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U.S. Supreme Court Extends Qualified Immunity To Outside Attorneys Temporarily Retained By Public Entities To Conduct Workplace Investigations

On April 17, 2012, a unanimous U.S. Supreme Court in Filarsky v. Delia held that an outside attorney temporarily retained by a public entity to conduct an internal workplace investigation is entitled to qualified immunity from a §1983 lawsuit. 

The case involved an internal affairs investigation of City of Rialto firefighter Nicholas Delia by an outside attorney hired by the City of Rialto Fire Department.  Delia brought a §1983 lawsuit against the City, several fire department managers involved in the investigation, and the outside attorney.

The trial court had held that the outside attorney instigated an unconstitutional search by requiring Delia to bring personal construction material from inside his house to his lawn for inspection by a supervisor, and the question for the Supreme Court was whether an outside attorney working for the government is entitled to qualified immunity.  The Supreme Court said the answer was yes.

This case is significant for California public agencies because agencies may retain an outside attorney to conduct an investigation without worrying about their own employees suing the outside attorney.  Qualified immunity will protect the outside attorneys just as it protects government employees.  In addition, the Supreme Court’s decision encourages outside consultants to continue serving public agencies without fear of liability.

In today’s economy, outside consultants perform many of the specialized services upon which government depends, and the Court’s decision acknowledges and encourages the importance of this role.

Underlying Facts

The case involved an unconstitutional search conducted during an internal affairs investigation by the City of Rialto Fire Department of its firefighter Nicholas Delia. 

Delia had become ill while responding to a toxic spill in August 2006.  Under a doctor’s orders, Delia missed three weeks of work.  After becoming suspicious of Delia’s extended absence, the City hired a private investigation firm to follow Delia.  The firm observed Delia purchasing building supplies (several rolls of insulation) while still on medical leave.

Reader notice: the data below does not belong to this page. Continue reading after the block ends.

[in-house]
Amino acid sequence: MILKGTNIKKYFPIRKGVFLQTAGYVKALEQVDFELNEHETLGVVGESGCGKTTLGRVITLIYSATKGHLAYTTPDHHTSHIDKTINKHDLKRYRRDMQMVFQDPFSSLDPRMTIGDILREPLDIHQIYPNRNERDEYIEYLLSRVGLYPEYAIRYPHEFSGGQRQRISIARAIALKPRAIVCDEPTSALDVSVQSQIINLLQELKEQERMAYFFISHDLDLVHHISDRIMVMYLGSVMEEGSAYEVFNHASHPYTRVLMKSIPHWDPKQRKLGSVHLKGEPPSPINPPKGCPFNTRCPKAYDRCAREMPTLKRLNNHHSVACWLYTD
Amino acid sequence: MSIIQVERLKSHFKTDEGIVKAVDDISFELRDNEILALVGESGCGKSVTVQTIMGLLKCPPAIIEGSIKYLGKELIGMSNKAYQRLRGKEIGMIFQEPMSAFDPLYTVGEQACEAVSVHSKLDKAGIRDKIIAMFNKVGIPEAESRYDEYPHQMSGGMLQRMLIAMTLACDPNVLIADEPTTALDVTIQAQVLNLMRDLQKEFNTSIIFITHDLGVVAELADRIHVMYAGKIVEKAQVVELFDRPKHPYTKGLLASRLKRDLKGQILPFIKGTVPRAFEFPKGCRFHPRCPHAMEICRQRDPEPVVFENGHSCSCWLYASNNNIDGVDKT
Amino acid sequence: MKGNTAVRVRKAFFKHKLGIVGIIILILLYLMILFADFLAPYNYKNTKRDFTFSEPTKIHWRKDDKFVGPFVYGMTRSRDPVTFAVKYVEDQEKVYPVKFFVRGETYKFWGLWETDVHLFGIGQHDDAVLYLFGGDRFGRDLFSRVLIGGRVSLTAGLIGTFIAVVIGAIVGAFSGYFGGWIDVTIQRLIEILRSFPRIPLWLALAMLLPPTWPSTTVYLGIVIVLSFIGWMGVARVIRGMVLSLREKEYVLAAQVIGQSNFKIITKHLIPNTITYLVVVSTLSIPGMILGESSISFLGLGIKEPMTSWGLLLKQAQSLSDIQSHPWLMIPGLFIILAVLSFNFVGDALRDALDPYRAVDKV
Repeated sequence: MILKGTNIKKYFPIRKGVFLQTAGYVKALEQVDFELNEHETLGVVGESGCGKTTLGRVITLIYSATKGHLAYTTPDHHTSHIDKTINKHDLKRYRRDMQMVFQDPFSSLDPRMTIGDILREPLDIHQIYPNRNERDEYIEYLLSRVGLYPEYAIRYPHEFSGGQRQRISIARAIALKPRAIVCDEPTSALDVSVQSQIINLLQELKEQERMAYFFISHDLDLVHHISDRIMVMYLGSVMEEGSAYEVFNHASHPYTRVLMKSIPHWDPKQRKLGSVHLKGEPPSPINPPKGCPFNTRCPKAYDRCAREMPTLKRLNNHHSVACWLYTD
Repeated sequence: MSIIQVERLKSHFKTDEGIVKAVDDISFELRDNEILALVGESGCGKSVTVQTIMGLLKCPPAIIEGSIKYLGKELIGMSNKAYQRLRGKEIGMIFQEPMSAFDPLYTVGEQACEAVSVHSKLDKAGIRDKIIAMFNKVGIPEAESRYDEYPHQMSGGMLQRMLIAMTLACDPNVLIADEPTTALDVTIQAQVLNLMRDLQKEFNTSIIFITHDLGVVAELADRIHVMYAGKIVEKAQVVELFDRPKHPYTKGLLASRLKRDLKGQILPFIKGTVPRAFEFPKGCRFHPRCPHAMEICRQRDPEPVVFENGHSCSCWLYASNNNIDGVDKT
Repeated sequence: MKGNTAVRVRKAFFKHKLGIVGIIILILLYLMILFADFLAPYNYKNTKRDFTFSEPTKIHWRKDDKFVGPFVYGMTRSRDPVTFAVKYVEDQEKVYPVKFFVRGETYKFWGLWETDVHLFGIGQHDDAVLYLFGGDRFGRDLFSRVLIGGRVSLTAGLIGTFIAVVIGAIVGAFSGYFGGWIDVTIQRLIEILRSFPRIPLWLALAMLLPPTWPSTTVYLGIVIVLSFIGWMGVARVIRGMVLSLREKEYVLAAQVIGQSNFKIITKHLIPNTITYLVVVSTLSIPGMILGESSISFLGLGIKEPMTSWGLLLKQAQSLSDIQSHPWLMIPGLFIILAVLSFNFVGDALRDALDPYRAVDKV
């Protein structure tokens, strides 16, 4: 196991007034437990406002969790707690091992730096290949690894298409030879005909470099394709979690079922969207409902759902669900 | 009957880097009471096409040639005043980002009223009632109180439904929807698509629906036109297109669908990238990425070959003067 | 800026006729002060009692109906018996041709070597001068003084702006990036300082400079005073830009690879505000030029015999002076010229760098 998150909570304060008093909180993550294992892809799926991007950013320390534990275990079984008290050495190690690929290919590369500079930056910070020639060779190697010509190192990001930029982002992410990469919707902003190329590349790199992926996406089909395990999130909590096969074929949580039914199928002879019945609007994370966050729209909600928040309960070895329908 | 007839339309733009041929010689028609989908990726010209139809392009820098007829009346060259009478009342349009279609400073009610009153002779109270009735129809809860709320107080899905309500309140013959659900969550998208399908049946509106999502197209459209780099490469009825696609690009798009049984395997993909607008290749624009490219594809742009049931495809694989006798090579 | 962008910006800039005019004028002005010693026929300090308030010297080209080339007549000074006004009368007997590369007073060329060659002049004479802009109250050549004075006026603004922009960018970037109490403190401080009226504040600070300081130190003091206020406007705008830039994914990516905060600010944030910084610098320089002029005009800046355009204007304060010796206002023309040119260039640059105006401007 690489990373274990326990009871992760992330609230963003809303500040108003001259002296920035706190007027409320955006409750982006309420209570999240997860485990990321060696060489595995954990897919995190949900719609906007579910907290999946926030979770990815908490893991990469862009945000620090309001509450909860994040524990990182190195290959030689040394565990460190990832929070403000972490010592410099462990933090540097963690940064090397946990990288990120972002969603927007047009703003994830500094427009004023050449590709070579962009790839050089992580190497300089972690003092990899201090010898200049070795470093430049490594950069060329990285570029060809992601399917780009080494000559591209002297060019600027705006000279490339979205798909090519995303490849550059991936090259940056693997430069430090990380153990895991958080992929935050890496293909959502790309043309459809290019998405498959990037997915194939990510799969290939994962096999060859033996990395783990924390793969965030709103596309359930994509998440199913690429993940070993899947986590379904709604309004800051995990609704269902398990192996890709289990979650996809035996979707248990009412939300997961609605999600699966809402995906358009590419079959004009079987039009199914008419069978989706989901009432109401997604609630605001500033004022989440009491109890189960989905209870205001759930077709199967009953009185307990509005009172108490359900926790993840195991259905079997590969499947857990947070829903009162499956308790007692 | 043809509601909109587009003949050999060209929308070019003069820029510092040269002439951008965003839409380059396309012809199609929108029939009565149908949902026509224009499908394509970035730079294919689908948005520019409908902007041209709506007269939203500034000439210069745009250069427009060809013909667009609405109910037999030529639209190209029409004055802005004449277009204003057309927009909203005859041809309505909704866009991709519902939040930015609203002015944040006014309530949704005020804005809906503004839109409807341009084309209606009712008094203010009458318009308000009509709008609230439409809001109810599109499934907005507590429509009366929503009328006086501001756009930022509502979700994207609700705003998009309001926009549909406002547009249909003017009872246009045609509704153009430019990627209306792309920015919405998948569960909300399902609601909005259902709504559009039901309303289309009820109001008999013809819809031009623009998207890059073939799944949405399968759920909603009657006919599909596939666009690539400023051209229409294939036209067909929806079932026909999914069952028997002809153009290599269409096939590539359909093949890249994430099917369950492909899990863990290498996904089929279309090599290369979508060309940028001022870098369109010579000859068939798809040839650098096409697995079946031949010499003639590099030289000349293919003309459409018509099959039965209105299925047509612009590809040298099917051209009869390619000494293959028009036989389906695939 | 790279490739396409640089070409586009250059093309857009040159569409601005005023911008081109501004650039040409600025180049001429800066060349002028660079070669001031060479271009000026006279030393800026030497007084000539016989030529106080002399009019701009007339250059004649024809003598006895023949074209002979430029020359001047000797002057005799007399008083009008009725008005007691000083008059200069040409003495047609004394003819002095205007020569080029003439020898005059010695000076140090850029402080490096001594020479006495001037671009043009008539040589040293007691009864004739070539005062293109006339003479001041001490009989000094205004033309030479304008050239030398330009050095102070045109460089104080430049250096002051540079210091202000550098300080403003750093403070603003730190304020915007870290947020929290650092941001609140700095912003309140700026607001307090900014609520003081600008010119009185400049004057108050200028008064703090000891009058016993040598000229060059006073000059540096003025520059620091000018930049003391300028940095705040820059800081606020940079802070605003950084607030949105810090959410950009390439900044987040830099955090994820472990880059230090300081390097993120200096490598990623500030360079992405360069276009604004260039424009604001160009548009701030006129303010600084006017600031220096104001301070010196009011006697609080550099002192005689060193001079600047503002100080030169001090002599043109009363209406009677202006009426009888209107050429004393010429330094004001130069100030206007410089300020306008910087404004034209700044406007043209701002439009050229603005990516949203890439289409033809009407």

The City initiated an internal affairs investigation and retained attorney Steve Filarsky to conduct it.  Filarsky had specialized experience in labor, employment, and personnel matters, had “particular expertise in conducting internal affairs investigations.”  Filarsky had in fact previously represented the City in several investigations.

Filarsky interviewed Delia, who was accompanied by his attorney.  Rialto Fire Chief Stephen Wells and Battalion Chiefs Mike Peel and Frank Bekker also attended.

During the interview, Filarsky asked Delia about the building supplies, and Delia acknowledged purchasing them but claimed he had not yet done the work on his home.  Filarsky requested permission for Battalion Chief Mike Peel to enter Delia’s home to view the unopened supplies.  On advice of counsel, Delia refused.

Filarsky then asked Delia if he would be willing to bring the material out onto his lawn so that Battalion Chief Peel could observe it without entering Delia’s home.  On advice of counsel, Delia refused.  Filarsky then ordered Delia to produce the material, and Delia’s counsel objected based on the Fourth Amendment.

Filarsky then prepared a written order, signed by Chief Peel, directing Delia to produce the material.  When the interview concluded, Battalion Chiefs Peel and Beeker followed Delia to his home in their car.  Delia brought the insulation out of his house and placed in on the yard.  The Battalion Chiefs, who remained in their car during the process, thanked Delia for showing them the insulation and drove away.